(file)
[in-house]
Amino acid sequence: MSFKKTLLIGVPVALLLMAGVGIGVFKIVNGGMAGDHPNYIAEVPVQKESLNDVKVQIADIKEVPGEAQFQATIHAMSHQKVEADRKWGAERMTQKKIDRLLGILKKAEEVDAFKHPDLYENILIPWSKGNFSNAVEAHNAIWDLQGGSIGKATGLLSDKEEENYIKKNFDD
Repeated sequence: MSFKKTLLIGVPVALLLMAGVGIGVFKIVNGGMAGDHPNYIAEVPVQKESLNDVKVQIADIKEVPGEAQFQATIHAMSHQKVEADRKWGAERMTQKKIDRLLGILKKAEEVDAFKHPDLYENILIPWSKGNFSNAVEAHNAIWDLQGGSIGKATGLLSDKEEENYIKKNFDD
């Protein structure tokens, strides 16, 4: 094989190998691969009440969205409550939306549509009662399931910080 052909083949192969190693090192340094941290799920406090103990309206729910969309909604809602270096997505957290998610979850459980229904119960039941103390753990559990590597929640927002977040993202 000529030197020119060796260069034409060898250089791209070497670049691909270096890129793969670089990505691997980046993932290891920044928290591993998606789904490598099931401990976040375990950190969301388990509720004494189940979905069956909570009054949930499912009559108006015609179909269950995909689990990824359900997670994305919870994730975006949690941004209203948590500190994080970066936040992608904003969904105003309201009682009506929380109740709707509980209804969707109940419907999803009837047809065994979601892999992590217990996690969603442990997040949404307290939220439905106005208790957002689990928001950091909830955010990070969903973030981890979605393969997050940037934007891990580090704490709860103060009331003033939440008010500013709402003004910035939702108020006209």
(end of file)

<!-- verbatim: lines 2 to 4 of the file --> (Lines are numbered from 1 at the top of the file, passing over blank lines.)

Amino acid sequence: MSFKKTLLIGVPVALLLMAGVGIGVFKIVNGGMAGDHPNYIAEVPVQKESLNDVKVQIADIKEVPGEAQFQATIHAMSHQKVEADRKWGAERMTQKKIDRLLGILKKAEEVDAFKHPDLYENILIPWSKGNFSNAVEAHNAIWDLQGGSIGKATGLLSDKEEENYIKKNFDD
Repeated sequence: MSFKKTLLIGVPVALLLMAGVGIGVFKIVNGGMAGDHPNYIAEVPVQKESLNDVKVQIADIKEVPGEAQFQATIHAMSHQKVEADRKWGAERMTQKKIDRLLGILKKAEEVDAFKHPDLYENILIPWSKGNFSNAVEAHNAIWDLQGGSIGKATGLLSDKEEENYIKKNFDD
């Protein structure tokens, strides 16, 4: 094989190998691969009440969205409550939306549509009662399931910080 052909083949192969190693090192340094941290799920406090103990309206729910969309909604809602270096997505957290998610979850459980229904119960039941103390753990559990590597929640927002977040993202 000529030197020119060796260069034409060898250089791209070497670049691909270096890129793969670089990505691997980046993932290891920044928290591993998606789904490598099931401990976040375990950190969301388990509720004494189940979905069956909570009054949930499912009559108006015609179909269950995909689990990824359900997670994305919870994730975006949690941004209203948590500190994080970066936040992608904003969904105003309201009682009506929380109740709707509980209804969707109940419907999803009837047809065994979601892999992590217990996690969603442990997040949404307290939220439905106005208790957002689990928001950091909830955010990070969903973030981890979605393969997050940037934007891990580090704490709860103060009331003033939440008010500013709402003004910035939702108020006209």